Alice Lowe is best known as an actor in things like Sightseers, Kill List and Hot Fuzz to name a few. She’s also a writer, having written Sightseers as well as a number of shorts and Beehive for TV. Her latest is Prevenge, and there’s a definitely a theme forming.
A heavily pregnant woman (Lowe was actually seven-months pregnant during the filming of Prevenge so all those shots of her baby are real.), let’s call her psychotic Ruth, starts hearing her unborn baby who is telling her to kill. Ruth follows what the baby says and embarks on a homicidal rampage, dispatching anyone she thinks she should.
If you’ve seen Sightseers you’ll have a fair idea of the sort of writer Alice Lowe is. Things are dark, very dark, though with Sightseers we also had some dark comedy occasionally. With Prevenge, that’s not the case. Prevenge is dark right from the word go and continues in that vein throughout.
Lowe teases us from the start about why she’s on this rampage. There are hints that her husband isn’t with us anymore but we don’t really know why. We’re not sure why she’s killing this people, how she’s selecting them over anyone else.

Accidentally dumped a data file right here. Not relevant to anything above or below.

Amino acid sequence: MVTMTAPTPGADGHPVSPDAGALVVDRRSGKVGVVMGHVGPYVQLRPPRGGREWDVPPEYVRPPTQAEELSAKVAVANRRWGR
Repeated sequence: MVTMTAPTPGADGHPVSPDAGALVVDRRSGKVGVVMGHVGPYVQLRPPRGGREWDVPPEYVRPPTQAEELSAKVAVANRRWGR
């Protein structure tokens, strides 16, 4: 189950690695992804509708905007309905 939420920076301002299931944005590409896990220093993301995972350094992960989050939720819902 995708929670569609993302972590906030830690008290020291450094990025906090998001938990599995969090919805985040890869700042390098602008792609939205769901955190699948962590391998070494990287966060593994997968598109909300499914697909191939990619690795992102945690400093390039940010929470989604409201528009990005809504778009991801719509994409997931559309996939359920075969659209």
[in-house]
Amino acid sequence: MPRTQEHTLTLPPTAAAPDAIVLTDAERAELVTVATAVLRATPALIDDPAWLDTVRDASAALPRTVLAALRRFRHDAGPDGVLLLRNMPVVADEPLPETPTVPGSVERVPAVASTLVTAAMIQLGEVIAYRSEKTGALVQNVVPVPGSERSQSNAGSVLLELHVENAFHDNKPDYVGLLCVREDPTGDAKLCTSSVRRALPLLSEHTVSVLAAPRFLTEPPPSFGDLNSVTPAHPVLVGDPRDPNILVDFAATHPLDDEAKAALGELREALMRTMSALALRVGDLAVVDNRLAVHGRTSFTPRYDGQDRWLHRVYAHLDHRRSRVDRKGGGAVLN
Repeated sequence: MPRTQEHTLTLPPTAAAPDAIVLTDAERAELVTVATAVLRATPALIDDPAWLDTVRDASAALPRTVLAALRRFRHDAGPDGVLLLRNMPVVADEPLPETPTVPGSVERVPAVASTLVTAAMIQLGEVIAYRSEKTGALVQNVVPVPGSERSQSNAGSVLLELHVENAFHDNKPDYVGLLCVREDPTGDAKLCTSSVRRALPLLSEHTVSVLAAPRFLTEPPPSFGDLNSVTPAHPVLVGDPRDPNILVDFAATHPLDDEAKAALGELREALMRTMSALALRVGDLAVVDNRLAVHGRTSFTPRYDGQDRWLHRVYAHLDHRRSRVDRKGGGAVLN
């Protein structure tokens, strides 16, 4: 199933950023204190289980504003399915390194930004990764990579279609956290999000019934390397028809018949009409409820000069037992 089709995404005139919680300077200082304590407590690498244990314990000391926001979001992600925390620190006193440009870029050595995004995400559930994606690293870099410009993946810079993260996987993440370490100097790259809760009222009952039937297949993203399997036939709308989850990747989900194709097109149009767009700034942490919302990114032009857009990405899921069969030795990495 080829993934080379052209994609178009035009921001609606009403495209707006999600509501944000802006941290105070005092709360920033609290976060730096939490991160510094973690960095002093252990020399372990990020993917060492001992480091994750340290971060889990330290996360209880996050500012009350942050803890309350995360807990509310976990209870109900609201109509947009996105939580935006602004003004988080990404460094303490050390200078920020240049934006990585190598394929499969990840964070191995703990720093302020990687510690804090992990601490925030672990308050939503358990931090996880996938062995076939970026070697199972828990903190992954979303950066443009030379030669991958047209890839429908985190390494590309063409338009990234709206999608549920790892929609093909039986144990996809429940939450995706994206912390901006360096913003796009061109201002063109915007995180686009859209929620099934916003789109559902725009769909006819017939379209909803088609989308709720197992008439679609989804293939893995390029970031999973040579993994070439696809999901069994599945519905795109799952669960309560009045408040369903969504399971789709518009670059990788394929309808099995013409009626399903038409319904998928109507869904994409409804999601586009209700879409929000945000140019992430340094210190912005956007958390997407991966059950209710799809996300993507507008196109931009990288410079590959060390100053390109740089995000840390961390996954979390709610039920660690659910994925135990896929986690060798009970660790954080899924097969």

This is the sort of film you can imagine playing on late night Film4 or Channel 4 in the UK. It’s dark, it’s brooding, there’s flashbacks, weird electronic music, weird on-screen snippets. It’s all quite dark and weird and, despite IMDB listing it as a comedy, I didn’t find myself laughing at any point. I think avant-garde is the phrase I’m looking for.
With the baby talking to Ruth in a, freaky, high-pitched voice, she goes through people and reaches the final guy, the ones she’s been wanting to get to.
Prevenge is well directed, Lowe shows she’s a fine actor, particularly in these psychotic roles. However, it’s a slow movie, it lacks the dark laughs that we saw with Sightseers and this is for the worse. You kind of want it to kick into gear, to get going, but it never really does and it’s a shame.